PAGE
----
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NAHB Formally Challenges Some Recent Building Codes Vote Results

Codes and Standards
Published

NAHB sent a letter Feb. 14 to International Codes Council (ICC) President Dominic Sims urging the building codes body to carefully reevaluate the validity of many approved voting officials, to reject two specific proposals as not meeting the intent of the energy code, and to reform some of its voting processes while retroactively reconsidering proposals that should not have been on the final ballot.

The results from the 2019 Online Governmental Consensus Vote, to determine 2021 building codes proposals, included several irregularities and discrepancies, specifically proposals for the International Energy Conservation Code (IECC).

Some aggressive energy efficiency proposals that had been defeated at prior committee hearings and public comment hearings were approved in the online vote. When proposals are defeated at hearings, they must get a two-thirds majority to overturn past results. It’s a bar so high, no previous proposal had ever met the threshold with the online vote. But in this code cycle, 20 IECC proposals cleared the hurdle and came back to life.

NAHB is asking the ICC to set aside the results for these 20 proposals and to revise its code adoption process to clarify that the Public Comment Hearing results are considered the Final Action for proposals that were disapproved at both the Committee Action Hearings and the Public Comment Hearings.

Two of the 20 proposals were also, in NAHB’s view, clearly outside the intent of the IECC. These proposals require the addition of electric vehicle charging outlets and the installation of electric outlets where gas appliances are installed that can be used for future electric appliance replacement. Neither proposal increases energy efficiency. NAHB is asking that they be rejected regardless of the outcome of the previous request.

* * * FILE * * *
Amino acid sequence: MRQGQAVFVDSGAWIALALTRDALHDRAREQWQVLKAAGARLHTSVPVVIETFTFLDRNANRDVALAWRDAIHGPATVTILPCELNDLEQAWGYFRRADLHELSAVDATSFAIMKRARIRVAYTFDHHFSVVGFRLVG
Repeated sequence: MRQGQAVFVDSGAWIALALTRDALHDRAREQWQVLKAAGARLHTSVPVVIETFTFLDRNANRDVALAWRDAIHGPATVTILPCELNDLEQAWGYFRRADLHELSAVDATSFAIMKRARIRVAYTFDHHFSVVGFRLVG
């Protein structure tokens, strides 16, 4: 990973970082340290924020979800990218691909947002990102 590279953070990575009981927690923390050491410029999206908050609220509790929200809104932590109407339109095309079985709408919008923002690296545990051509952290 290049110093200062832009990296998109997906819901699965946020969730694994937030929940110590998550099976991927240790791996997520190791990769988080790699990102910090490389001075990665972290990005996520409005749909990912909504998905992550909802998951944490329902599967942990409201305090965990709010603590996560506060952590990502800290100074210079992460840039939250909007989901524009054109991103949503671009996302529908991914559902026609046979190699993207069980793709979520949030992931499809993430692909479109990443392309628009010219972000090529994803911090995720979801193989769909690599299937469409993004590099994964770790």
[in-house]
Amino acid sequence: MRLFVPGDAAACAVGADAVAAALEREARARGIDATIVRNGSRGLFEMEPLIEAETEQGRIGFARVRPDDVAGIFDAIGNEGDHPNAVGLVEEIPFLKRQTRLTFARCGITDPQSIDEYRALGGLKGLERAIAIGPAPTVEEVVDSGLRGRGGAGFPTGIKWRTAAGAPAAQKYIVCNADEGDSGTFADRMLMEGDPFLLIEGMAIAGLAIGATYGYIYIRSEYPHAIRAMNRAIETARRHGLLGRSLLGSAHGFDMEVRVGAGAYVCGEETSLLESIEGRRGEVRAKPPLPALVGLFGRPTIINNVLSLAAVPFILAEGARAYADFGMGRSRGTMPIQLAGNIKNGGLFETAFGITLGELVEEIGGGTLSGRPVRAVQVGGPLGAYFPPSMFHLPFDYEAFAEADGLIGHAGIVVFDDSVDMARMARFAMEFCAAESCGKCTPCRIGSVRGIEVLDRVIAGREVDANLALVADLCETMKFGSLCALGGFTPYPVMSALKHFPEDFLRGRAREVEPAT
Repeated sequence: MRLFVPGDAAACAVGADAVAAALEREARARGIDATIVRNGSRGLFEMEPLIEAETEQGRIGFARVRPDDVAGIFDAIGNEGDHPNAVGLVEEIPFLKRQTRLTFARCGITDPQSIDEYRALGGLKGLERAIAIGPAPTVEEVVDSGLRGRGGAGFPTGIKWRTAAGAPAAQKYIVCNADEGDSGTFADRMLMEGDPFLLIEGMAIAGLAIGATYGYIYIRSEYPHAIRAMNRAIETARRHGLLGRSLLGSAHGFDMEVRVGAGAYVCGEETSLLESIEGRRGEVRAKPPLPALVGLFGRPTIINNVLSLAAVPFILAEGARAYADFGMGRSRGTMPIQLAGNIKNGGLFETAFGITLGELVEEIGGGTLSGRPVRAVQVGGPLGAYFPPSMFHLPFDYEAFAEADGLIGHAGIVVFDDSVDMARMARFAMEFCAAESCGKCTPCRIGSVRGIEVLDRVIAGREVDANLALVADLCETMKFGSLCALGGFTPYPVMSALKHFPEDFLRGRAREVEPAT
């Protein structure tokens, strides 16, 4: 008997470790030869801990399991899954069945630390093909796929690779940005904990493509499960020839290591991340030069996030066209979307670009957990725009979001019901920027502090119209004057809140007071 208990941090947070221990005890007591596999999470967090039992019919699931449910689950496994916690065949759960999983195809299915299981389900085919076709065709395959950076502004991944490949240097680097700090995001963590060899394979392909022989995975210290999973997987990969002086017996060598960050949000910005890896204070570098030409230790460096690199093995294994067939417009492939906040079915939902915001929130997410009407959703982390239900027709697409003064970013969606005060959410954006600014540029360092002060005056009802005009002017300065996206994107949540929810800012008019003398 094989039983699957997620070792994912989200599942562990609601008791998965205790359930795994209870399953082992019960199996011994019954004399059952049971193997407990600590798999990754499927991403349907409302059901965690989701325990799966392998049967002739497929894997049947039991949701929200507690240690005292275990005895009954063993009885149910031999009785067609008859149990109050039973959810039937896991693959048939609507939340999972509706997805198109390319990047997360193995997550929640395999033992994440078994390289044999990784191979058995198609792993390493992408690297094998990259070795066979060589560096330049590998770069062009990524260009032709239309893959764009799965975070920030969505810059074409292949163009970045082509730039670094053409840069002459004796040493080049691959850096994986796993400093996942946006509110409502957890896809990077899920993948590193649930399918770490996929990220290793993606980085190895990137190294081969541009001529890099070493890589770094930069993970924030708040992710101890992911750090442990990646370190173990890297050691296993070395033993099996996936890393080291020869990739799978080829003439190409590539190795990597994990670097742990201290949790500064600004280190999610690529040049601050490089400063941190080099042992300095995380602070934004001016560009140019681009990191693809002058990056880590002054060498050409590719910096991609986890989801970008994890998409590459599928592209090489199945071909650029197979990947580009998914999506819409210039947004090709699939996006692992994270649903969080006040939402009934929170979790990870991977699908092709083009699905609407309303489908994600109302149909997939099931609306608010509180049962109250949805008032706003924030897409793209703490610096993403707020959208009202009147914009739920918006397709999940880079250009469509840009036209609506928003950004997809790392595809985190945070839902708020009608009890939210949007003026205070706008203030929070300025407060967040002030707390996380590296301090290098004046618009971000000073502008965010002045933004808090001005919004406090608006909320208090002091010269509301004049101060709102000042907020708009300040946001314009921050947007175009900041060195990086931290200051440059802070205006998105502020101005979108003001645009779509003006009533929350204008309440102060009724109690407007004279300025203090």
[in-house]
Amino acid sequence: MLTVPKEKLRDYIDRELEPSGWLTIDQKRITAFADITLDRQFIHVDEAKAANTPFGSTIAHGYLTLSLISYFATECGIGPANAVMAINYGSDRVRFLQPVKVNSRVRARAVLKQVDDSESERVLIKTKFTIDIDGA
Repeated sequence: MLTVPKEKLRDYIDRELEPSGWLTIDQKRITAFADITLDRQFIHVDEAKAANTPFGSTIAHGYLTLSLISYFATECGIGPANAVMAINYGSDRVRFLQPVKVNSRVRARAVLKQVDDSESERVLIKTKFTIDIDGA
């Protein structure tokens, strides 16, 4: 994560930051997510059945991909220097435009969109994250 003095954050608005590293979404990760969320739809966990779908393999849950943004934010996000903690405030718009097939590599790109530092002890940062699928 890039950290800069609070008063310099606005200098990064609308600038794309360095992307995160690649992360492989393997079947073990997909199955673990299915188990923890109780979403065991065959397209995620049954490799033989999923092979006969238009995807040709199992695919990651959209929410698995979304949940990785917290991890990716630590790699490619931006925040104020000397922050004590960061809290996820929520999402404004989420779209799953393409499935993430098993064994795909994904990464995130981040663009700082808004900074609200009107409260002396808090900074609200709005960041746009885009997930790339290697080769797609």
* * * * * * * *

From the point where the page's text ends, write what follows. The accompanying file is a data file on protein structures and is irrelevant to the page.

The 20 IECC proposals that were approved after being previously defeated appeared to have been overturned with significant support from hundreds of new voters in the online vote. And the new voters were added late in the code cycle.

In 2019, only minor updates occurred to the ICC Member Directory after two deadlines on March 29 and Sept. 23. At some point between late October and Dec. 19, 2019, however, there was a major update that added roughly 209 newly validated Governmental Members to the roster, totaling about 1,345 new Voting Representatives.

NAHB is concerned about the eligibility of many of the new Governmental Members. The letter to ICC includes an attachment with names of specific local government agencies and departments whom NAHB is asking the ICC to re-evaluate. Once that reassessment is completed, the online vote results should be retallied, excluding and the votes of any GMVRs who do not meet the current bylaws.

As a leading participant in crafting the I-Codes, NAHB and its members have a significant interest in retaining the rigor, credibility and legitimacy of the code development process in order to create building codes that are enforceable and provide safe, energy-efficient and affordable homes. The ICC must acknowledge the irregularities of the most recent online vote and take steps to remedy the results and ensure the validity of the process.

For more information on the building code development process and builders’ role in it, visit the Code Development page on nahb.org or contact Craig Drumheller.

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